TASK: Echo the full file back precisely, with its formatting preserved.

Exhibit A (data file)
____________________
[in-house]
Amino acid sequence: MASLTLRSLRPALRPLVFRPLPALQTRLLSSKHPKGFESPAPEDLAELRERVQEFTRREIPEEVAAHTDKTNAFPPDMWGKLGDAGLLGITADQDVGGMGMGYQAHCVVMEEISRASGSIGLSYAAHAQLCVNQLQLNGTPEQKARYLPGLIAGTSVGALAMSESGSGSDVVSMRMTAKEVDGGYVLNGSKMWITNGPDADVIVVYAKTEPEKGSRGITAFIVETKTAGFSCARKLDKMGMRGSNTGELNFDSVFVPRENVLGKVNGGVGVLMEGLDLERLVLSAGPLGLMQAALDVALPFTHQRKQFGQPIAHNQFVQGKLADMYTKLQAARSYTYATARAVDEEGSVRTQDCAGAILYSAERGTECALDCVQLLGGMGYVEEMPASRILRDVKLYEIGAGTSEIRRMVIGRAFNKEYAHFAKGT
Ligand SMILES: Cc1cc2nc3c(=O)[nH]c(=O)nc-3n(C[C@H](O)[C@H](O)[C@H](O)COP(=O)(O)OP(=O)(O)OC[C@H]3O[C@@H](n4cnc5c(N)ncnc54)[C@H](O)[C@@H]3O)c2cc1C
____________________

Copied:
[in-house]
Amino acid sequence: MASLTLRSLRPALRPLVFRPLPALQTRLLSSKHPKGFESPAPEDLAELRERVQEFTRREIPEEVAAHTDKTNAFPPDMWGKLGDAGLLGITADQDVGGMGMGYQAHCVVMEEISRASGSIGLSYAAHAQLCVNQLQLNGTPEQKARYLPGLIAGTSVGALAMSESGSGSDVVSMRMTAKEVDGGYVLNGSKMWITNGPDADVIVVYAKTEPEKGSRGITAFIVETKTAGFSCARKLDKMGMRGSNTGELNFDSVFVPRENVLGKVNGGVGVLMEGLDLERLVLSAGPLGLMQAALDVALPFTHQRKQFGQPIAHNQFVQGKLADMYTKLQAARSYTYATARAVDEEGSVRTQDCAGAILYSAERGTECALDCVQLLGGMGYVEEMPASRILRDVKLYEIGAGTSEIRRMVIGRAFNKEYAHFAKGT
Ligand SMILES: Cc1cc2nc3c(=O)[nH]c(=O)nc-3n(C[C@H](O)[C@H](O)[C@H](O)COP(=O)(O)OP(=O)(O)OC[C@H]3O[C@@H](n4cnc5c(N)ncnc54)[C@H](O)[C@@H]3O)c2cc1C